blogging by Andrew Wickliffe

The Hoodlum Saint (1946, Norman Taurog)

The Hoodlum Saint is a surprisingly long ninety-four minutes, though since it takes place over eleven years (at least), I suppose some plodding is to be expected. There’s plenty not to be expected about Hoodlum Saint, starting with the time period. It begins in 1919, with a fifty-four-year-old William Powell returning from the Great War to discover, well, son, if it was up to me….

He was a newspaperman, which for a bit seems like Saint is going to be a newspaper picture. It’s not.

Once he doesn’t get his job back—an uncredited Will Wright plays the editor, establishing Saint’s going to reunite Powell with a half dozen (at least) MGM or Thin Man costars—but once he doesn’t get his job back, we find out Powell’s friends with the local hoods. The film starts in Baltimore. James Gleason, Rags Ragland, Frank McHugh, and Slim Summerville play the hoods. Gleason’s the boss and has something of a story arc (directly related to the title, no less), while the rest are just comic relief. McHugh disappears for a large portion of the second act… then Ragland disappears for a large part of the third act. They’re all fine. Nothing wrong with Saint is any of the actors’ faults.

So then it seems like it’s going to be some kind of crime picture; Powell heads with the hoods down to the local Catholic Church, where he tells off the priest; he’s in it for number one now. Only then it’s this strange business comedy where Powell enlists the hoods’ help in… getting him into a wedding party so he can hobnob with the wealthy and beg a job off one.

Except before he can meet a rich guy, he meets Esther Williams. He’s crashing the party and kisses her to throw off suspicion. Williams is twenty-five. Not in the movie; they never discuss the pronounced age difference, but Powell’s at least supposed to be in his thirties, possibly forties, given how they old age make-up him by the end. It’s so obvious you think they’re going to comment on it.

They never comment on it. It’s also not going to be a romantic comedy about coworkers—Williams works at the paper where Powell gets a job after meeting her. He’s really just interested in it so he can go off and become a millionaire in New York City. That ambition works out for Powell, except the hoods all come along because Baltimore’s no fun without him (bailing them out of jail); Williams stays. Their relationship is so chaste at this point, it’s not even for sure she’s the romantic interest.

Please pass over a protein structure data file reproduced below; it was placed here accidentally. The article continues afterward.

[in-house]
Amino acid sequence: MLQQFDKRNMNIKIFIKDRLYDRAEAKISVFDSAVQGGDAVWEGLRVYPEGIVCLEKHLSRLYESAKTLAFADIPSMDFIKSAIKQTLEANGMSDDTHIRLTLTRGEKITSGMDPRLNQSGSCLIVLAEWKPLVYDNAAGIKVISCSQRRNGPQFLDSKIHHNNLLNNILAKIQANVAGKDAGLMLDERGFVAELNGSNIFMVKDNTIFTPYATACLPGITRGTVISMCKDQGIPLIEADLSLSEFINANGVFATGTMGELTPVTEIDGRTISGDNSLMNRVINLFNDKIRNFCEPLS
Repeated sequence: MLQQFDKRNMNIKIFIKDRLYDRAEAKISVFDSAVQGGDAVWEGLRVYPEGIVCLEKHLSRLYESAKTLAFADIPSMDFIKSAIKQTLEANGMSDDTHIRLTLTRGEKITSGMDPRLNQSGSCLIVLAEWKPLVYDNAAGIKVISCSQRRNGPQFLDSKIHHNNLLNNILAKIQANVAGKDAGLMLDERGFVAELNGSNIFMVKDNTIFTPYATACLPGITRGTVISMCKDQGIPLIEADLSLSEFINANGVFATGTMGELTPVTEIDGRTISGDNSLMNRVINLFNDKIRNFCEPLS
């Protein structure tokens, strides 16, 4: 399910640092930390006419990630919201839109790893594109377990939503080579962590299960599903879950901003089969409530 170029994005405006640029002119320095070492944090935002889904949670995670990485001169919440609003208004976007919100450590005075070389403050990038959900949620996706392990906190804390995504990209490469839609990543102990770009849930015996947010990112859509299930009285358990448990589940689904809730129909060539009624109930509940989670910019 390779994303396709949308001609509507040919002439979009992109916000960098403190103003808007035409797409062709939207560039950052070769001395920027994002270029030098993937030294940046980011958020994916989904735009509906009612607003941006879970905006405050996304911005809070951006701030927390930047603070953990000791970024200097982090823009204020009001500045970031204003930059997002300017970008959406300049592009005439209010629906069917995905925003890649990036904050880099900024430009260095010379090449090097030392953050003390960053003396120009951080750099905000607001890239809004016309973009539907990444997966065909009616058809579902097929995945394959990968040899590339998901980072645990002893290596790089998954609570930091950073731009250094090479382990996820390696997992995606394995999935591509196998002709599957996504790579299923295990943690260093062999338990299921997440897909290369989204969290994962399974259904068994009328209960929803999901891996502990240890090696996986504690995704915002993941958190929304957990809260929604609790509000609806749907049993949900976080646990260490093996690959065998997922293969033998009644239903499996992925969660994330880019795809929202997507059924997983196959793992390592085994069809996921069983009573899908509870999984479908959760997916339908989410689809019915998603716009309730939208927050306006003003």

In New York City, Powell catches the eye of the even more inappropriately aged Angela Lansbury; she’s a club singer. Lansbury’s twenty-one. I guess she also ages a decade throughout, though she disappears for long stretches because Powell’s love interests aren’t crucial to the main plot. The main plot—at what must be halfway through the movie because Powell’s already a wealthy businessman—involves St. Dismas, the Good Thief from the crucifixion, who is, you guessed it, the hoodlum’s Saint. Powell wants to prank Gleason instead of just bailing him out, so he has the other hoods pretend they’ve been converted, then Lansbury’s going to bail him out with the name Dismas.

Gleason will become a changed man over the next few years, dedicating himself to charity work.

And then the stock market. Because by 1929, double millionaire Powell convinces all the working stiffs to play the stock market. Also, he’s given up on Williams, who couldn’t wait forever for him.

So, the stock market crash will cause Powell severe emotional distress, and it’s going to get him into the third act, where Hoodlum Saint becomes an “atheist sees the light” movie. With Hays Code constraints.

It’s a very, very weird movie. And never anywhere near as good as it ought to be with the cast. While Powell and Williams can banter, both comedically and dramatically, director Taurog’s shockingly bad at directing their scenes. Hoodlum Saint ought to be easy studio fodder; instead, it’s clunky and meandering. The parts are too thin, but the acting’s universally solid. Powell, Williams, Gleason, Lansbury. The script—from James Hill and Frank Wead—does them no favors.

Terrible, silly music from Nathaniel Shilkret (like slide whistle sounds) does a lot of damage, but Ray June’s photography is good. Unfortunately, Ferris Webster’s editing is not, but it appears to be more lack of good footage from Taurog.

Hoodlum Saint is a tedious movie with an excellent cast reduced to middling performances thanks to the script and direction.

One response to “The Hoodlum Saint (1946, Norman Taurog)”

  1. Michaela

    Yeah, The Hoodlum Saint is definitely not great. I enjoy the performances (did William Powell ever give a bad one?) and I love seeing Esther in dramatic mode, but the movie just isn’t up to snuff and it’s disappointing that MGM used its failure to justify never giving Esther another drama as if she were the reason it didn’t get off the ground.

    Thanks for contributing to my blogathon!

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